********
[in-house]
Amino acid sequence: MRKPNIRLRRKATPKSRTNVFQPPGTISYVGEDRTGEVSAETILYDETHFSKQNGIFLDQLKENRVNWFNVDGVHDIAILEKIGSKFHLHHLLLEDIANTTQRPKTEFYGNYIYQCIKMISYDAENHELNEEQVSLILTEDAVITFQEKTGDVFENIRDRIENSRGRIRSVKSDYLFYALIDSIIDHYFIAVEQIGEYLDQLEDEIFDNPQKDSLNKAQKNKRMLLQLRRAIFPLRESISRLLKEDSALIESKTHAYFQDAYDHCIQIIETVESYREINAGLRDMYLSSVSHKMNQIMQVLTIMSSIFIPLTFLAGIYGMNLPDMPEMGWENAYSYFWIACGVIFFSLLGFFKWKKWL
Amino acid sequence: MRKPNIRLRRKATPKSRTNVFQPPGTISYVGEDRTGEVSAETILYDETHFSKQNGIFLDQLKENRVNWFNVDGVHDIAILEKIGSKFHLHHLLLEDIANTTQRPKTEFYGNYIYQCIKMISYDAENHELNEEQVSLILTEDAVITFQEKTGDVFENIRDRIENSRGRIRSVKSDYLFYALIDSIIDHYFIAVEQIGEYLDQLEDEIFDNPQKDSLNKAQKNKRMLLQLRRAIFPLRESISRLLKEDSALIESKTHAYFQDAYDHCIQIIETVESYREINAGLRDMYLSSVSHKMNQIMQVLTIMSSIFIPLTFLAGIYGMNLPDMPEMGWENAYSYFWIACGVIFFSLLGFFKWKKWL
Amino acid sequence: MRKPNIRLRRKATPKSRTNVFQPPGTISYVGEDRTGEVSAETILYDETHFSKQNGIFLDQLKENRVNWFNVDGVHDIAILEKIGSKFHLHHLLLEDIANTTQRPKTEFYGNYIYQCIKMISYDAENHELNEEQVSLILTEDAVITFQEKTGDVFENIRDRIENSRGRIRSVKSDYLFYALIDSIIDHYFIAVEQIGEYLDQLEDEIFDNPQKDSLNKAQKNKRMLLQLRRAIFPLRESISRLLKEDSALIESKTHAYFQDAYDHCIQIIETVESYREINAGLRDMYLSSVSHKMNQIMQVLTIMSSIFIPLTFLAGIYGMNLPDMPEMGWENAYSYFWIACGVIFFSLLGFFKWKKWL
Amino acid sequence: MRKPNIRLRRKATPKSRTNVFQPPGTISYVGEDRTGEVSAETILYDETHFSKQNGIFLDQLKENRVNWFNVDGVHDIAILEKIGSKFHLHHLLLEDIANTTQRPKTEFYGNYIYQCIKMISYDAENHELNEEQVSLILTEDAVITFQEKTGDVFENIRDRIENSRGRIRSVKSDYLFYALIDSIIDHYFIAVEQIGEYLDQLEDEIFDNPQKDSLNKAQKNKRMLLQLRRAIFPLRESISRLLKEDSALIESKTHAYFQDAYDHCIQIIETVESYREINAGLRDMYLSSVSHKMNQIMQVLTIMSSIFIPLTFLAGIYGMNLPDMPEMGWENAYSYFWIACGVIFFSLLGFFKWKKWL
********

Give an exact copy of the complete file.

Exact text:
[in-house]
Amino acid sequence: MRKPNIRLRRKATPKSRTNVFQPPGTISYVGEDRTGEVSAETILYDETHFSKQNGIFLDQLKENRVNWFNVDGVHDIAILEKIGSKFHLHHLLLEDIANTTQRPKTEFYGNYIYQCIKMISYDAENHELNEEQVSLILTEDAVITFQEKTGDVFENIRDRIENSRGRIRSVKSDYLFYALIDSIIDHYFIAVEQIGEYLDQLEDEIFDNPQKDSLNKAQKNKRMLLQLRRAIFPLRESISRLLKEDSALIESKTHAYFQDAYDHCIQIIETVESYREINAGLRDMYLSSVSHKMNQIMQVLTIMSSIFIPLTFLAGIYGMNLPDMPEMGWENAYSYFWIACGVIFFSLLGFFKWKKWL
Amino acid sequence: MRKPNIRLRRKATPKSRTNVFQPPGTISYVGEDRTGEVSAETILYDETHFSKQNGIFLDQLKENRVNWFNVDGVHDIAILEKIGSKFHLHHLLLEDIANTTQRPKTEFYGNYIYQCIKMISYDAENHELNEEQVSLILTEDAVITFQEKTGDVFENIRDRIENSRGRIRSVKSDYLFYALIDSIIDHYFIAVEQIGEYLDQLEDEIFDNPQKDSLNKAQKNKRMLLQLRRAIFPLRESISRLLKEDSALIESKTHAYFQDAYDHCIQIIETVESYREINAGLRDMYLSSVSHKMNQIMQVLTIMSSIFIPLTFLAGIYGMNLPDMPEMGWENAYSYFWIACGVIFFSLLGFFKWKKWL
Amino acid sequence: MRKPNIRLRRKATPKSRTNVFQPPGTISYVGEDRTGEVSAETILYDETHFSKQNGIFLDQLKENRVNWFNVDGVHDIAILEKIGSKFHLHHLLLEDIANTTQRPKTEFYGNYIYQCIKMISYDAENHELNEEQVSLILTEDAVITFQEKTGDVFENIRDRIENSRGRIRSVKSDYLFYALIDSIIDHYFIAVEQIGEYLDQLEDEIFDNPQKDSLNKAQKNKRMLLQLRRAIFPLRESISRLLKEDSALIESKTHAYFQDAYDHCIQIIETVESYREINAGLRDMYLSSVSHKMNQIMQVLTIMSSIFIPLTFLAGIYGMNLPDMPEMGWENAYSYFWIACGVIFFSLLGFFKWKKWL
Amino acid sequence: MRKPNIRLRRKATPKSRTNVFQPPGTISYVGEDRTGEVSAETILYDETHFSKQNGIFLDQLKENRVNWFNVDGVHDIAILEKIGSKFHLHHLLLEDIANTTQRPKTEFYGNYIYQCIKMISYDAENHELNEEQVSLILTEDAVITFQEKTGDVFENIRDRIENSRGRIRSVKSDYLFYALIDSIIDHYFIAVEQIGEYLDQLEDEIFDNPQKDSLNKAQKNKRMLLQLRRAIFPLRESISRLLKEDSALIESKTHAYFQDAYDHCIQIIETVESYREINAGLRDMYLSSVSHKMNQIMQVLTIMSSIFIPLTFLAGIYGMNLPDMPEMGWENAYSYFWIACGVIFFSLLGFFKWKKWL